Poetry is on its way

This time I was planning to talk about something else. I couldn’t. Something stronger hit me, ate me,consumed me, asked me till the nervous breakdown.

I would have talked about the haiku and the “tweet” (I’m not sure about the connection anymore!).

Norwich is going to be my issue today. Norwich and our (mine and yours, dear reader) experience here.

Here I have tried the battle of the emigration, the everyday annoyances to live (not survive, fortunately!). Easy, for a European.

After few days I heard voices. Voices speaking so loudly but naturally, even constantly increasing in volume.

And all these voices were about something else, someone else, something good.

The final effect, in me, was to feel as I felt bombed by the other people’s struggles and fights, by the other creatures. The ultimate effect in me, was a mind’ stretch , a neck’ revolution, a change of prospective.

It seemed as the homeless were discreet and the migrants lost in a cynical shadow: here, they did not seem to exist. And how funny was to think that I saw first the helper and then the helped. And of course the poetry was on it’s way.

Because also Andrew Motion, laureate poet, had to stop writing indulgent poems for the royal family. He was overpowered by these voices too. Voices all around:

Take William, or Will

As he has become,

stripped of his name

and his safe estate

now the rush of loss

has dumped him down

in the freezing gap

of doorways and steps

among the others the same,

all fallen from grace

with rates and foxes

and event those codgers

the stinking badgers

who lost their place

among fields and farms

so went to earth

in a shanty town

of cardboard boxes

where passers-by

might sometimes throw

a word or coins,

and later dream

at home and warm

they hear a spine

curve round and creak

against the rain

or ice-threads snap

when a fuddled head

on its pavement-bed

lifts, then settles back.

(Andrew Motion, “What is given”)

On trains, on buses and on some fliers given from the stand there near the Forum, I could not see anything but bees, bees, bees and only bees: a large front and advertising campaigns to preserve this little hero and the beekeeping.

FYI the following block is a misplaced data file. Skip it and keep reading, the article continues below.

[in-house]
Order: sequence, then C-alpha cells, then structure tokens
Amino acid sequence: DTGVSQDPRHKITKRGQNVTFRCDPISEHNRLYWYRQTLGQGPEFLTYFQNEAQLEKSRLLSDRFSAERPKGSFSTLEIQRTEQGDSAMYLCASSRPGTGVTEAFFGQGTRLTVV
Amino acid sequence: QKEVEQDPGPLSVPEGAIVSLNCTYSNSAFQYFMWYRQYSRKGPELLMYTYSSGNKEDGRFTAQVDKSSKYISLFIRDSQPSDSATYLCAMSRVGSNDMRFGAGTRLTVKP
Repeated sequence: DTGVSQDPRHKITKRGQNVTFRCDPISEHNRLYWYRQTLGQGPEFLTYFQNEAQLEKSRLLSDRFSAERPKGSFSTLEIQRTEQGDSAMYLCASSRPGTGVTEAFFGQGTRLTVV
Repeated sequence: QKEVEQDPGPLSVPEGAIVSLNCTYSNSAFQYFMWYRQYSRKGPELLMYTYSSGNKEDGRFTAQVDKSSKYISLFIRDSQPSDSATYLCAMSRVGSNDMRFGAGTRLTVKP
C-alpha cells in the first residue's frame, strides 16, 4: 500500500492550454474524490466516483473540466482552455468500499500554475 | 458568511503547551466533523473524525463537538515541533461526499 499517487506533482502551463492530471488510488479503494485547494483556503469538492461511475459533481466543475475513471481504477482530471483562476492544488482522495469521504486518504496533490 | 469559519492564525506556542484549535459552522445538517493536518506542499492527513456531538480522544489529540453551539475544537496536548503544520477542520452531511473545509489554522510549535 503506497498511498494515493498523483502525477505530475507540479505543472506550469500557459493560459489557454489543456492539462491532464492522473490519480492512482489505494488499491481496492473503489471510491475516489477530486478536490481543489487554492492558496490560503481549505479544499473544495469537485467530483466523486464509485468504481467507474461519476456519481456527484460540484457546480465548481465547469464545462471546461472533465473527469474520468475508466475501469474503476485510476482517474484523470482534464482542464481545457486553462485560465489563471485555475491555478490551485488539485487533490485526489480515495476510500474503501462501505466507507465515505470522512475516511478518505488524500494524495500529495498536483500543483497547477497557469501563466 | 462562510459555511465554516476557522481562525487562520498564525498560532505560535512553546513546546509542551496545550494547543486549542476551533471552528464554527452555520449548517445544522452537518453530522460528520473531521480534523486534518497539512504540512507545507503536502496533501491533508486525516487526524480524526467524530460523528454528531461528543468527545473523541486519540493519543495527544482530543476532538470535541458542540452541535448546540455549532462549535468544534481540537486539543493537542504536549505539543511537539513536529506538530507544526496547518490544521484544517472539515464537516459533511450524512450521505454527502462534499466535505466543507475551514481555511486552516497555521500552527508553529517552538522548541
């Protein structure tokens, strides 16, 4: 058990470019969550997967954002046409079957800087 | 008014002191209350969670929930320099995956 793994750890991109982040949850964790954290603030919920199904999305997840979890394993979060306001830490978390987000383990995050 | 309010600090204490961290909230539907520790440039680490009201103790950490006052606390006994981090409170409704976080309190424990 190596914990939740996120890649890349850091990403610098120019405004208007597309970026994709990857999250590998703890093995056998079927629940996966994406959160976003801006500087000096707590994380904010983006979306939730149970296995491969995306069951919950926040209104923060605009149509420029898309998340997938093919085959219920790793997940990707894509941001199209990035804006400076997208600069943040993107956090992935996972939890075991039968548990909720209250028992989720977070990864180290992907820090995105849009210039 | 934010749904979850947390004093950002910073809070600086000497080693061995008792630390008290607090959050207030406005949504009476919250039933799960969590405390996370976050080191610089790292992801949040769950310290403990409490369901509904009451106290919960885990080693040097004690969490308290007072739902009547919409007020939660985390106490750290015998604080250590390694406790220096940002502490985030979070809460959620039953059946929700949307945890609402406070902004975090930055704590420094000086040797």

Then, at the afternoon poetry reading in the Greenhouse, I sat by my little wooden table, with my poetry, with my tea and cookie, and the walls bloomed of draws and paintings… full of bees.

Then I embraced the issue, a buzzing shout:

To sweeten infusions,

for instance, with the syrupy

product distilled by

teamwork, is this final goal,

the whole meaning of life,

for one who can fly?

A constant honeymoon,

with the sweet scents

of an entire season,

ought it not to suffice

even for one who detests

the hive and the honeycomb?

(Antonello Borra, “The Bee”)

My journey was fine, a great stroll that forced me to walk between advertising, poems rich in all of these heroes; I was between strangers, bloody injuries.

This was fine for me, but was devastating for someone else: somebody seemed merely asking: “Why do I have to watch all of that? Homeless are unlucky, bees are just annoying insects, migrants… well, they should have stayed in their creepy homes!”. This was such a great therapy for both, me and him. Forced to watch, like the one in Clockwork Orange.

Forced to watch REAL horror: 

My mother

(oh black mothers whose children have departed)

you taught me to wait and hope

as you have done through the disastrous hours

But in me

life has killed that mysterious hope

I wait no more

it is I who am awaited

Hope is ourselves

your children

travelling towards a faith that feeds life

We the naked children of the bush sanzalas

unschooled urchins who play with balls of rags

on the noonday plains


hired to burn out our lives in coffee fields

ignorant black men

who must respect the whites

and fear the rich

we are your children of the native quarters

which the electricity never reaches

men dying drunk

abandoned to the rhythm of death’s tom-toms

your children

who hunger

who thirst

who are ashamed to call you mother

who are afraid to cross the streets

who are afraid of men

It is ourselves

the hope of life recovered.

(Augustinho Neto, “Farewell at the moment of parting”)

Oh God. What if there was something that all of us could do. What if the whole mass media’ food chain (tv, newspaper, cook book, magazines, advertising) gently started to to inject all of these issues, the thoughts could change.

Then I woke up.


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